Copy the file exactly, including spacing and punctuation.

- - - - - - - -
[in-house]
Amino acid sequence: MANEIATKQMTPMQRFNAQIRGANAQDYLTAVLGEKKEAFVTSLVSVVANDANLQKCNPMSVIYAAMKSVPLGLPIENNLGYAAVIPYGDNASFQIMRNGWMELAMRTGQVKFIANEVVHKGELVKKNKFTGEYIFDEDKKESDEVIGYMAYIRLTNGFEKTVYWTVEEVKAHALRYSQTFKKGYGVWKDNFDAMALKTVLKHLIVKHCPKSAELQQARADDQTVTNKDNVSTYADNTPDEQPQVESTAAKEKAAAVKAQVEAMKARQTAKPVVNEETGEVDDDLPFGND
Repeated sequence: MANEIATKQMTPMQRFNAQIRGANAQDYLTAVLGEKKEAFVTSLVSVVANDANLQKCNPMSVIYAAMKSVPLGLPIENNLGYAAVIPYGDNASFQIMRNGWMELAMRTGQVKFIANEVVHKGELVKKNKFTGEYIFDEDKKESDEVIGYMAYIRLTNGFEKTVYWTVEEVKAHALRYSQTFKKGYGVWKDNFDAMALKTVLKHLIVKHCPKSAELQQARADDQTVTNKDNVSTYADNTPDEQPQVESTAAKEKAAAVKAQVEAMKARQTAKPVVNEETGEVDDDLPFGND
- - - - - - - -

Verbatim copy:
[in-house]
Amino acid sequence: MANEIATKQMTPMQRFNAQIRGANAQDYLTAVLGEKKEAFVTSLVSVVANDANLQKCNPMSVIYAAMKSVPLGLPIENNLGYAAVIPYGDNASFQIMRNGWMELAMRTGQVKFIANEVVHKGELVKKNKFTGEYIFDEDKKESDEVIGYMAYIRLTNGFEKTVYWTVEEVKAHALRYSQTFKKGYGVWKDNFDAMALKTVLKHLIVKHCPKSAELQQARADDQTVTNKDNVSTYADNTPDEQPQVESTAAKEKAAAVKAQVEAMKARQTAKPVVNEETGEVDDDLPFGND
Repeated sequence: MANEIATKQMTPMQRFNAQIRGANAQDYLTAVLGEKKEAFVTSLVSVVANDANLQKCNPMSVIYAAMKSVPLGLPIENNLGYAAVIPYGDNASFQIMRNGWMELAMRTGQVKFIANEVVHKGELVKKNKFTGEYIFDEDKKESDEVIGYMAYIRLTNGFEKTVYWTVEEVKAHALRYSQTFKKGYGVWKDNFDAMALKTVLKHLIVKHCPKSAELQQARADDQTVTNKDNVSTYADNTPDEQPQVESTAAKEKAAAVKAQVEAMKARQTAKPVVNEETGEVDDDLPFGND